Taught by Andrew Goldstone, Department of English, Rutgers University–New Brunswick Wednesday, April 30, 20144:30 p.m.–6:30 p.m.Alexander Library, Room 413169 College Avenue, New Brunswick, NJ With the increasing prominence of the digital humanities, humanists are once again asking themselves whether they can make use of the computer’s most fundamental capacity: its ability to count. This workshop introduces some of the methodological choices required for computational counting: what representations of data are suitable for machine processing? Once you have such a representation, how can you begin to analyze it? We will make these questions concrete through an introduction to R, which is both a programming language andRead More →

Friday, March 7, 1:00–3:00 p.m. Location: Alexander Library, Room 406 (SCC Seminar Room) 169 College Ave., New Brunswick, NJ (map) Coffee, Tea, and Snacks Call for Proposals The Rutgers Digital Humanities Initiative invites graduate students currently engaged in digital humanities work, or who are interested in entering this field, to participate in a hands-on workshop on how DH skills might be acquired, further honed, and deployed. Building on the DH Showcase that took place in January, this workshop is open to all students involved in graduate work, and will aim to promote DH skills that have specific application to MA and PhD students preparing toRead More →

Friday, February 21, 2014 Work-in-progress discussion, 2:00 pm–3:30 pm Murray Hall, Room 107 510 George St., New Brunswick Network analysis workshop, 4:30 pm–6:30 pm Alexander Library, Room 413 169 College Ave., New Brunswick Taught by Hoyt Long and Richard So (University of Chicago). Hoyt Long and Richard So join us to discuss their work in progress in their project Literary Networks: New Computational Methods in the Sociology of Culture and to introduce one of their key analytical techniques. They will discuss a precirculated paper (see below) and then lead a workshop introducing the network visualization and analysis tool Gephi and its application to literary-historical data.Read More →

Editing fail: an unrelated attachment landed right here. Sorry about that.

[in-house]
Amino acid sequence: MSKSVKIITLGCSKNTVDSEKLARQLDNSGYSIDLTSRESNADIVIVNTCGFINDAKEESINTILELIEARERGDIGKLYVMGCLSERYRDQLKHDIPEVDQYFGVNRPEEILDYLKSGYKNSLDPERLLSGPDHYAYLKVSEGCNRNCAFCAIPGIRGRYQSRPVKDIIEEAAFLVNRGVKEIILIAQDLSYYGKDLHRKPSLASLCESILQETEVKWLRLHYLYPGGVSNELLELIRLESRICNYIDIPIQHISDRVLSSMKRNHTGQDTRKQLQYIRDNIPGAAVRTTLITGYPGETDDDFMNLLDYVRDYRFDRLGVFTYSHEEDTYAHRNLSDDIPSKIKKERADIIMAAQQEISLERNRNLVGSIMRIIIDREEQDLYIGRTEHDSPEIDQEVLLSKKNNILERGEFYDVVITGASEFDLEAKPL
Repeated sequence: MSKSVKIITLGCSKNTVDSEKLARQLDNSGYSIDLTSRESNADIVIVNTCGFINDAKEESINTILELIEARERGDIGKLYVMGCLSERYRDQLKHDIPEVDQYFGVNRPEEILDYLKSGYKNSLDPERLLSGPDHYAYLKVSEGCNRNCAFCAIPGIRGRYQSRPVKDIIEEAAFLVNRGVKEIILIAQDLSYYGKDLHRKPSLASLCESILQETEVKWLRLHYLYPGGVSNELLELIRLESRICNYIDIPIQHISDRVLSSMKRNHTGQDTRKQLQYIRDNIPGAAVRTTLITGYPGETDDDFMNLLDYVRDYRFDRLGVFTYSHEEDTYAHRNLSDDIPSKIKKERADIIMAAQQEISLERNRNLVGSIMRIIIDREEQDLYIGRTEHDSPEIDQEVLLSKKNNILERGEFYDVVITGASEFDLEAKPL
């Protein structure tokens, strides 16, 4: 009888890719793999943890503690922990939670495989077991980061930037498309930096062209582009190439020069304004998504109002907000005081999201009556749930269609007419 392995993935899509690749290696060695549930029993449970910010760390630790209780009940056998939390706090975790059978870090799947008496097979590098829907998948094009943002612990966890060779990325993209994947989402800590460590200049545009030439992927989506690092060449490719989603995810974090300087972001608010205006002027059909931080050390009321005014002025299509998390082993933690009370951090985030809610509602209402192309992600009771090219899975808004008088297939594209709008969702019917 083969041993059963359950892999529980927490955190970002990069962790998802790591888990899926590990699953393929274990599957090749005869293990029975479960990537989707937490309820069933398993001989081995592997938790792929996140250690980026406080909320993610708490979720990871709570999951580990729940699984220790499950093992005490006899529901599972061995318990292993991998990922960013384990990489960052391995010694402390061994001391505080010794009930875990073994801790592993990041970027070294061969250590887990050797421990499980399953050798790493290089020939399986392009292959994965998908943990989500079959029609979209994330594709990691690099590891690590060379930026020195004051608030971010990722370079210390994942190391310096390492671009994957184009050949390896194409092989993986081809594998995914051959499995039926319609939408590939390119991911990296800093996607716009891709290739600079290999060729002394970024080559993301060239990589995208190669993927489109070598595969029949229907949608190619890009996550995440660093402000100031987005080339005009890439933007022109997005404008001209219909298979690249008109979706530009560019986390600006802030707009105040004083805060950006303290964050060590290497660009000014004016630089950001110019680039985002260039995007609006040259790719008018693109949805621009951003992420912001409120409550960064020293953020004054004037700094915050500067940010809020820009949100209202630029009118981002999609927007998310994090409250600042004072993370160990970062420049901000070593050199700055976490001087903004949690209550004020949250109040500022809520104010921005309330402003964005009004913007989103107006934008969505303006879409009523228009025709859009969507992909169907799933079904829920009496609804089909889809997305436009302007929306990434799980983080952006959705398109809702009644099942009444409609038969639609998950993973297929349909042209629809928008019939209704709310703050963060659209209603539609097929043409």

Wednesday, November 20, 20131:10 pm–3:10 pmAlexander Library 413 169 College Ave., New Brunswick, NJTaught by Andrew Goldstone, English Department. This workshop aims to expand our horizons for thinking about how we handle text on our computers. In order to attain liberation from Word, we will explore the difference between text editors and word processors, discuss the ways computers represent text as content or form, and experiment with some key technologies for digital document preparation. We will dally with three related computer languages in rapid succession. We will begin with markdown, a minimal but versatile set of plain-text conventions. Then we will learn to convert markdownRead More →

Thursday, October 24, 2013 4:30 pm–6:30 pm, Alexander Library 413 169 College Avenue, New Brunswick, NJ Taught by Sheila Brennan, Center for History and New Media, George Mason University. This workshop will introduce Omeka, a publishing platform for library, museum, archive, and scholarly collection display that has been widely used for digital history projects. Omeka is designed for creating complex narratives and is known for emphasizing rich metadata using the Dublin Core standard. During the workshop, participants with sample materials will create their own Omeka sites using Omeka.net. RSVP This workshop is free but spaces are limited. Graduate students, faculty, and staff are welcome. NoRead More →